Gordon Banks, who was diagnosed as suffering from kidney cancer in 2015, has died after a short illness, is best-known for making “The Save of the Century” when he kept out a Pele header during the England v Brazil World Cup game in Mexico in 1970. He may not be the GOAT (Greatest of All-Time) when it comes to goalkeeping, but he is on the short leet along with Lev Yashin, Dino Zoff, Gianluigi Buffon and Peter Shilton – the man who succeeded him for club and country. And none of them pulled off a stop to equal that one from Pele.
He back-stopped England’s World Cup victory in 1966, when he was named as Goalkeeper of the Tournament, confirming that, at that time, he had overtaken Yashin as the game’s leading custodian.
Banks was born in Sheffield, the son of an illegal street bookmaker. There was early tragedy to overcome when his disabled elder brother was mugged for the day’s takings from the family’s illegal betting shop, and subsequently died from his injuries.
Gordon left school to work in a coal merchant’s, a job which he credited with building up his upper body strength. He had played for Sheffield Schoolboys, but this cut little ice with professional clubs and, as a 15-year-old he was playing non-league football for Millspaugh FC.
He was still with them, working as a hod carrier and playing on Saturdays, when he was spotted by Chesterfield, who gave him an extended trial, then put him on a £3 per week contract as a part-time player in 1953.
National Service with the Royal Signals saw him taste success for the first time, as they won the Rhine Cup, and, then, back in England, he helped them to the 1956 FA Youth Cup Final, where they lost to a team of “Busby Babes” which included future England team mate Bobby Charlton.
Chesterfield’s Scottish manager, Doug Livingstone, gave him his first-team debut in November 1958, against Colchester United and, after just 26 appearances, in the close season of summer 1959, another Scottish manager, Matt Gillies of Leicester City, paid £7,000 to take him to Filbert Street, where he was competing for the first-team slot with two Scots, the long-serving Scotland cap Jock Anderson and Dave MacLaren.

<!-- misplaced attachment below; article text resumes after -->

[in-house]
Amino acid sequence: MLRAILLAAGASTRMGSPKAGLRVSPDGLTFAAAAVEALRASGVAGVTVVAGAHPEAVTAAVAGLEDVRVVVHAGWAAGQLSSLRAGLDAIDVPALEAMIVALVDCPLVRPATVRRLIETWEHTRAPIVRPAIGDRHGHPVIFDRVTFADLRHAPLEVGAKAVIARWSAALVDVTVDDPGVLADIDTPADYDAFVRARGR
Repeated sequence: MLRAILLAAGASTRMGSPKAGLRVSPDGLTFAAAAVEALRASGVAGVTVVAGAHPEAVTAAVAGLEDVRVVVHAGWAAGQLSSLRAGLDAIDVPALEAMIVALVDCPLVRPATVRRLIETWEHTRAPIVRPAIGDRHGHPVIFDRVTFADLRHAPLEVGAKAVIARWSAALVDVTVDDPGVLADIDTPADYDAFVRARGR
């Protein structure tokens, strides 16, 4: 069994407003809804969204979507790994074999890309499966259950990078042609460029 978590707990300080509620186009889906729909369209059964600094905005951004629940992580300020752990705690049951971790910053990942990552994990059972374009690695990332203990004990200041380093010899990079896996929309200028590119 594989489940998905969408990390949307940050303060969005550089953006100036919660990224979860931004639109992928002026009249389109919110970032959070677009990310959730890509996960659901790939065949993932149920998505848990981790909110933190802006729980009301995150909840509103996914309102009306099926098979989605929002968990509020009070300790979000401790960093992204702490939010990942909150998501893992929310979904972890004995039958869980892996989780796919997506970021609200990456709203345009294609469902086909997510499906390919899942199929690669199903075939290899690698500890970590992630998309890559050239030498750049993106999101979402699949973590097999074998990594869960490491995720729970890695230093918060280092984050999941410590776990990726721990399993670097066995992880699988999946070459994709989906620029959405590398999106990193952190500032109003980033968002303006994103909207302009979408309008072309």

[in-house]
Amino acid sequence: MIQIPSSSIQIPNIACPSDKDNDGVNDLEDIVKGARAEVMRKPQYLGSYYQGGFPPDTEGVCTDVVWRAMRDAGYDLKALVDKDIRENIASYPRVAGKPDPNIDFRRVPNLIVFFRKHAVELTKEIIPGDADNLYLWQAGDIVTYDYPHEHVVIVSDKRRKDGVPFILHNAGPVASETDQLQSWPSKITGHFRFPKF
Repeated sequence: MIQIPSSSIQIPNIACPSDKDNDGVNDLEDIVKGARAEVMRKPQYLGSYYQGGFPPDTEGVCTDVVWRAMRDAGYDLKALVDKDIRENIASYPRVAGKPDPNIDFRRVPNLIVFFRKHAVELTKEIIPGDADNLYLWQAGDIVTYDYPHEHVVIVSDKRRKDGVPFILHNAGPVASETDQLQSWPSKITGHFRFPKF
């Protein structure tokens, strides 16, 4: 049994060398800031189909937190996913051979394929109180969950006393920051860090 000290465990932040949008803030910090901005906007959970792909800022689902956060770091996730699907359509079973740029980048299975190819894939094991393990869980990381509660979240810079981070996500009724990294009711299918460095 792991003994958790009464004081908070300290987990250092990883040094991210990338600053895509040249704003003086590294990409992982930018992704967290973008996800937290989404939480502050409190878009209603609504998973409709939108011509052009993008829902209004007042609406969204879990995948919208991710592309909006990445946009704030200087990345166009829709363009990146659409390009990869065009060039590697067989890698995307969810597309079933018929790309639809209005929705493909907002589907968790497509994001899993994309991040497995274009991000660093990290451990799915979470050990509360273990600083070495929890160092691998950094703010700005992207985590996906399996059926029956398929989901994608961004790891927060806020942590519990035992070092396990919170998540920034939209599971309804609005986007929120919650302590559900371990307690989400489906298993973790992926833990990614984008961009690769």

By the end of that first season, however, Banks was first choice.
He went on to play 356 first team games in eight years at Leicester, during which he was twice a Wembley loser, in the 1961 and 1963 A Cup finals, in which they lost to double-winners Tottenham in the first final and Manchester United in the second. He did, however enjoy League Cup success over Stoke City in 1964.
With Leicester challenging for honours, he began to be spoken of as a potential England player. He made two Under-23 appearances before Alf Ramsey handed him the first of what would become at that time an England record for a goalkeeper of 73 caps, for the 1963 game against Scotland. Ironically, his final cap was also against Scotland, at Hampden in May, 1972.
Jim Baxter beat him twice as ten-man Scotland won, but Banks would go on to quickly establish himself as England’s undisputed number one for the remainder of the decade and beyond.
He even survived being dropped by Leicester, in favour of the teenaged Peter Shilton, a set-back. Shilton, who always had a firm belief in his ability, challenged City to play him or sell him, so the directors decided to keep Shilton and cash-in on the established Banks, who was sold to Stoke City for £50,000.